Speakers can get creative with their production techniques. In addition to plug-in mics, routing vocals and music through a mixer in Music Mode beforehand can bring a polished podcast sound to the experience. This also allows for more control over fading tracks in and out to match the cadence and flow of the event. Afterall, anything is better than holding your phone up to your laptop speakers.

Clubhouse on Twitter
Lastly, think about product sounds and immersive soundscapes. How else can you transport your listeners into your world? This can be a soundbite from a sporting event, sound effects from a movie, UI sounds from your devices, or in the case of a certain multinational breakfast brand, the sizzling sound of bacon.

That’s right. To promote their Steakhouse Premium Bacon, IHOP hosted a room exclusively on April 13th featuring the frying sounds of their pork product. Fast food has been known for its sensory experiences, harkening back to KFC’s ASMR-friendly website, KFChill. There are countless clubs dedicated to mediation, lullabies, and soundscapes, and more segments than QSR should be tapping into the unspoken side of social sound.

Conversations about audio branding

Topics in the burgeoning landscape of social audio can quickly become meta. That is to say, many peers may end up talking to one another simply about the platform itself. Likewise, many audio branding specialists take the stage to talk about using audio branding on platforms such as Clubhouse. These conversations range from best practices to audio branding case studies and research.

Search and you’ll see countless clubs and profiles dedicated to discussing sounds. The Power of Sound is an example at the intersection of voiceover and audio branding, and a great place for podcasters to pick up tips and tricks for creating better audio experiences. The Society of Sound Thinking tackles important topics permeating the audio industry such as sonic diversity. Beyond casting talent for audio ads, social audio is a place to be cognizant of transcending the sonic color line and to be inclusive of voices of color.

Social audio branding

What are the sounds of social audio?

There’s a key differentiator between a push notification from an app like Slack versus Clubhouse: the earcons. While many apps default to the signature sound of the operating system, Slack’s iconic “knock-brush” sound indicates instantly that a colleague has messaged you. Clubhouse likewise has a 2-note indicator for scheduled events or when a contact is starting something new. During conversations, sound can assist in state changes. How do you know when someone invites you to the stage? A higher-pitched, 3-note melody plays. There is a suite of sounds for these exact reasons, and guide users into taking the correct course of action.

The audio aesthetic of Clubhouse is significantly more digital sounding and disconnected than Greenroom, which opts for a slightly more hybrid approach akin to a synthetic xylophone performing each earcon. Be sure to take note of subtle differences, such as how when a speaker joins or exits in Greenroom, the sounds pan from left to right, and right to left, respectively. The key takeaway here is that sounds can say a lot, especially when there is already a lot of verbiage going on. Currently, these cues reduce chatter about speakers, but someday can aim to solve other redundancies within the conversational framework.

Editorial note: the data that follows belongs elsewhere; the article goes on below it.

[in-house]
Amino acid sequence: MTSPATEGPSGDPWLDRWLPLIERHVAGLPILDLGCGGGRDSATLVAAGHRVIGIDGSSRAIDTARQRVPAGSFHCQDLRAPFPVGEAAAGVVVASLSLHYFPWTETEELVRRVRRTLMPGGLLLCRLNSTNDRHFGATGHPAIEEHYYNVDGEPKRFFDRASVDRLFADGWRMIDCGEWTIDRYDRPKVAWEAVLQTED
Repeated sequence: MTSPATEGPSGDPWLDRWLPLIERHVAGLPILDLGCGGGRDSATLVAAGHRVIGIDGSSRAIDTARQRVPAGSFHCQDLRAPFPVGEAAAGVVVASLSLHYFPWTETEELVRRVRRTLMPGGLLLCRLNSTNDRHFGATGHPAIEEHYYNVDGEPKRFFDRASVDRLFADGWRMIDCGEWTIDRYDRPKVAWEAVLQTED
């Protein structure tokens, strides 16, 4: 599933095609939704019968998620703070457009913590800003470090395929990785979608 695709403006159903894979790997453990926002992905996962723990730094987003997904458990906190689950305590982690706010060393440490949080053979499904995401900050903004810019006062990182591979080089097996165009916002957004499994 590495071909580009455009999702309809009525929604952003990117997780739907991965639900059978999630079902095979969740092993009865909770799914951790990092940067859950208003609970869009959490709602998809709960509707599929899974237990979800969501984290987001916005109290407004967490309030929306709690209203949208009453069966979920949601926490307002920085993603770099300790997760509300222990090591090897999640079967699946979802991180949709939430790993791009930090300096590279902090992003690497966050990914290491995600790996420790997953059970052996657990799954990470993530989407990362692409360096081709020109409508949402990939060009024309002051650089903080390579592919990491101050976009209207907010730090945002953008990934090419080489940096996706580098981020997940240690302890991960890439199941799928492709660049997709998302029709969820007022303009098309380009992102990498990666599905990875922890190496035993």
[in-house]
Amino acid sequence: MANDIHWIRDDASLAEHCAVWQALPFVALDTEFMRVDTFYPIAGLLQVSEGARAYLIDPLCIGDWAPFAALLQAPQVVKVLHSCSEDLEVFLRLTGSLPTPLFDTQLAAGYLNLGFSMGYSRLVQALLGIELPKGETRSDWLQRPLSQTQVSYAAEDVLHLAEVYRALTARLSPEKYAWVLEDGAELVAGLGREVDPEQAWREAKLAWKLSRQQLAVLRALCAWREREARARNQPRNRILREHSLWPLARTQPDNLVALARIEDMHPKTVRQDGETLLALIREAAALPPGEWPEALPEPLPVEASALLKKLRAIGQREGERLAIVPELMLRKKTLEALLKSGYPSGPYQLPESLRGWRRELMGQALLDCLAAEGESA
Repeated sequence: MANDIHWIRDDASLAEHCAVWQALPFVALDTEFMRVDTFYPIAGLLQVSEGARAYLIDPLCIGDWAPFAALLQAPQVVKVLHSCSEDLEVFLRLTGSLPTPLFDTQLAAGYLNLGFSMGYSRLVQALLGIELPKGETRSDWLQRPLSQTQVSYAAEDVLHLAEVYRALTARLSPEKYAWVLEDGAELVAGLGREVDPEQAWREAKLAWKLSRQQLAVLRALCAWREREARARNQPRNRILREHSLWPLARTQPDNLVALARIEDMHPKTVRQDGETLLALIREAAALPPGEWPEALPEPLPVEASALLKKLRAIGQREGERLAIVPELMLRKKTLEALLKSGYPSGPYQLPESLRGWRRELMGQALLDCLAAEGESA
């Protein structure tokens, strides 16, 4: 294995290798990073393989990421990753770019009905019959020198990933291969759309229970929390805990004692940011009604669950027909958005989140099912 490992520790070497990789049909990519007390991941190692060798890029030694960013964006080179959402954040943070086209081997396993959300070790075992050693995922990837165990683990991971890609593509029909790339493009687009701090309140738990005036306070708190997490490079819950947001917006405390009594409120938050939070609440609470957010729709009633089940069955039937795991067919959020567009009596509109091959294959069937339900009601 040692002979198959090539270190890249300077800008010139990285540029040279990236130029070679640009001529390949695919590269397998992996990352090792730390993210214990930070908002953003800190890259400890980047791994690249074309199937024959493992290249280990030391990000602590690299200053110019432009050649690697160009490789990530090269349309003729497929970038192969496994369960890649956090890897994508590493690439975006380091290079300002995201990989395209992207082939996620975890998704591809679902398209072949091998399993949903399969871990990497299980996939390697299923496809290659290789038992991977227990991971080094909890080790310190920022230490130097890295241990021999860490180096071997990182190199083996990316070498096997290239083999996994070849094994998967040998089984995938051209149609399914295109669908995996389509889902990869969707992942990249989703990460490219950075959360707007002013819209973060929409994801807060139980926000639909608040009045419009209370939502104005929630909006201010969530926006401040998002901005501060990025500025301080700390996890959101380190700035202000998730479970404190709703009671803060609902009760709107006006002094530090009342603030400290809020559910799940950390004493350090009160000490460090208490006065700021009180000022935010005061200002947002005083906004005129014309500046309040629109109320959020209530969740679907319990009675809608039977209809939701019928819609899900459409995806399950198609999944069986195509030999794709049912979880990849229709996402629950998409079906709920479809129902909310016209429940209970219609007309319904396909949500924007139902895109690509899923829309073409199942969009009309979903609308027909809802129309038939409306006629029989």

The future of social audio branding

During the lockdown, listening habits have already increased across the board, with more music, news, talk shows, podcasts, and sports streamed and broadcasted. This increased appetite for audio consumption seems to have fed into the hype of a new interactive listening format. Especially for those that suffer from “Zoom Fatigue”, social audio may even become a welcomed cure for the common conference call. In fact, this new networking format could eliminate three of the four causes identified for this new syndrome. When it comes to reducing cognitive load, nothing beats face-to-face, but the audio-only format eliminates straining to make eye contact, the distraction of seeing yourself while you talk, and best of all, you’re free to roam the room.

The framework of social audio is still in its infancy, with the potential to become more accessible and interactive, and the go-to place for brands to be heard. For those suffering from various degrees of hearing loss, introducing future features like live transcriptions and translations can help to broaden the audience. Similarly, for anyone having trouble seeing the names or profiles of the active speakers, earcons and text-to-speech voices can assist in narrating portions of the experience. This can be helpful to speakers who may forgo the etiquette of announcing their name before and after they speak.

Whether or not Clubhouse becomes fully eponymous with social audio, or if we one day refer to the interactions as “Firesiding” or “Greenrooming”, the evidence points to a future filled with one-click conversations at our fingertips. Whichever audio-first application flourishes, it’s a no-brainer for marketers to deploy their audio branding in this space.

Cover image source: cottonbro